Wealthy consumers who have taken a hit in the recession are more likely to buy natural, organic and ethical foods than those who have been unaffected, claims a new report on psychographic responses to financial setback.
Changing financial circumstances tend to cause consumers to reassess their spending, and those whose budgets have shrunk are often perceived to trade down to cheaper or better value food products.
But according to the latest report from Packaged Facts, this does not hold true for upscale-to-affluent consumers earning more than $75000 a year as individuals ($100000 households). When struck by financial mishap these people are more likely to buy foods that cost a premium – such as natural and organic – and be sensitised to ethical issues, according to the market researcher.
Such behaviour is akin to that of well-off consumers whose financial star is rising. Moreover, both those whose situation has recently improved or worsened were seen to have more awareness of health and nutrition – and to be more adventurous in their choices.
Such a conclusion is significant because it indicates that the natural, organic and ethical trends may withstand the recession despite costing consumers more. This means that product development need not be all about value and low cost; premium eating has become not only a matter of habit, but also a die-hard principle for many.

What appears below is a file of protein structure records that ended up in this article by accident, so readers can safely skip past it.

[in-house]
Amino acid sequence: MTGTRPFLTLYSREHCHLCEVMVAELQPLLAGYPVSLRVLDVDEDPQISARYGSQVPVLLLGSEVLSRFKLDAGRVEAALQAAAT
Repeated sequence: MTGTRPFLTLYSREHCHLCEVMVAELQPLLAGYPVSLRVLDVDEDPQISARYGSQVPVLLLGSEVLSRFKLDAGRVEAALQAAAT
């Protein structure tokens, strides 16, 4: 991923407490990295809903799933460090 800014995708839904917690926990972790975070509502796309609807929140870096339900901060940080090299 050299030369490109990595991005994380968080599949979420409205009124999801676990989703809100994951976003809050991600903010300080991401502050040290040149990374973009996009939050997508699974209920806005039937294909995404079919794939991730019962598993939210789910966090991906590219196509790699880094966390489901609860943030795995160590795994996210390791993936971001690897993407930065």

Across the Atlantic in the UK, retailer Tesco reported this week that it has introduced new deals on its premium product ranges, and subsequently managed to tip them back into growth.
In the US, consumers look to be switching the very locations where they shop. Premium shoppers remain vastly less likely to shop at Walmart, but “they are shifting to Walmart at above average numbers”.
According to the report, almost of fifth of upscale-to-affluent consumers described themselves as being “significantly” worse off in Q1 2009 compared to the same period a year ago. Nearly a fourth said they were “somewhat” worse off.
“The economic turmoil that reached crisis level in fall 2008 has been a bull in the china shop of American consumer behavior, even for a market as fundamental as food,” says David Sprinkle, author of the report, entitled Premium Consumers in the New Economy:
Food and Foodservice.
“Consumers who have been set back or thrust forward financially are more likely to be rethinking what they need, what they want, and how and where best to find it.”
Sprinkle based the report on original research and analysis of premium consumer trends, demographics and psychographics data drawn from Experian Simmons winter 2008/9 National Consumer Survey.
The survey took place between July 2008 and late March 2009, and took responses from 13,128 adult respondents.
The report also draws on consumer market studies from Packaged Facts, and data from government, business and trade sources.